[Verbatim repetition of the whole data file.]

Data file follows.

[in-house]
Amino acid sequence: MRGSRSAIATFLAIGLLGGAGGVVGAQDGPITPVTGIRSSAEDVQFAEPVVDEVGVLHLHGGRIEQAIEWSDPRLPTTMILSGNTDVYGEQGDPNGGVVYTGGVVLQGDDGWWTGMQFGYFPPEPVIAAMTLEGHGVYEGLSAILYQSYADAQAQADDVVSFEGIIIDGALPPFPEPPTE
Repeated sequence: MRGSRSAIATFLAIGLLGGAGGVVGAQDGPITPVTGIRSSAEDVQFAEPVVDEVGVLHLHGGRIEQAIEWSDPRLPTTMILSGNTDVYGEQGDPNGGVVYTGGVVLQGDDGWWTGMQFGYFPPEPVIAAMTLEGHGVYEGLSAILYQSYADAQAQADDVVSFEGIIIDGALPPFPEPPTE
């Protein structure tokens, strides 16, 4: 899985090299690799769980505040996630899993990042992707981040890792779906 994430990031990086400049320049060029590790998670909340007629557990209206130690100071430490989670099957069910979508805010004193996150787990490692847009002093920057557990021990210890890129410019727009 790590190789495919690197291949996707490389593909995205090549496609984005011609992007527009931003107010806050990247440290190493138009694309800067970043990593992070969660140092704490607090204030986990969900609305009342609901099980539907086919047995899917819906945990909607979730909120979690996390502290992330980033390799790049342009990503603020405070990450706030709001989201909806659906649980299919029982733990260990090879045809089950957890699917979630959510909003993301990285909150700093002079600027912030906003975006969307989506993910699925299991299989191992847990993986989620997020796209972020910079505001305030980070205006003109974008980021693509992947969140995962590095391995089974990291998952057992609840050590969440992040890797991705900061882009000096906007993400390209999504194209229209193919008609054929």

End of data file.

[in-house]
Amino acid sequence: MRGSRSAIATFLAIGLLGGAGGVVGAQDGPITPVTGIRSSAEDVQFAEPVVDEVGVLHLHGGRIEQAIEWSDPRLPTTMILSGNTDVYGEQGDPNGGVVYTGGVVLQGDDGWWTGMQFGYFPPEPVIAAMTLEGHGVYEGLSAILYQSYADAQAQADDVVSFEGIIIDGALPPFPEPPTE
Repeated sequence: MRGSRSAIATFLAIGLLGGAGGVVGAQDGPITPVTGIRSSAEDVQFAEPVVDEVGVLHLHGGRIEQAIEWSDPRLPTTMILSGNTDVYGEQGDPNGGVVYTGGVVLQGDDGWWTGMQFGYFPPEPVIAAMTLEGHGVYEGLSAILYQSYADAQAQADDVVSFEGIIIDGALPPFPEPPTE
């Protein structure tokens, strides 16, 4: 899985090299690799769980505040996630899993990042992707981040890792779906 994430990031990086400049320049060029590790998670909340007629557990209206130690100071430490989670099957069910979508805010004193996150787990490692847009002093920057557990021990210890890129410019727009 790590190789495919690197291949996707490389593909995205090549496609984005011609992007527009931003107010806050990247440290190493138009694309800067970043990593992070969660140092704490607090204030986990969900609305009342609901099980539907086919047995899917819906945990909607979730909120979690996390502290992330980033390799790049342009990503603020405070990450706030709001989201909806659906649980299919029982733990260990090879045809089950957890699917979630959510909003993301990285909150700093002079600027912030906003975006969307989506993910699925299991299989191992847990993986989620997020796209972020910079505001305030980070205006003109974008980021693509992947969140995962590095391995089974990291998952057992609840050590969440992040890797991705900061882009000096906007993400390209999504194209229209193919008609054929």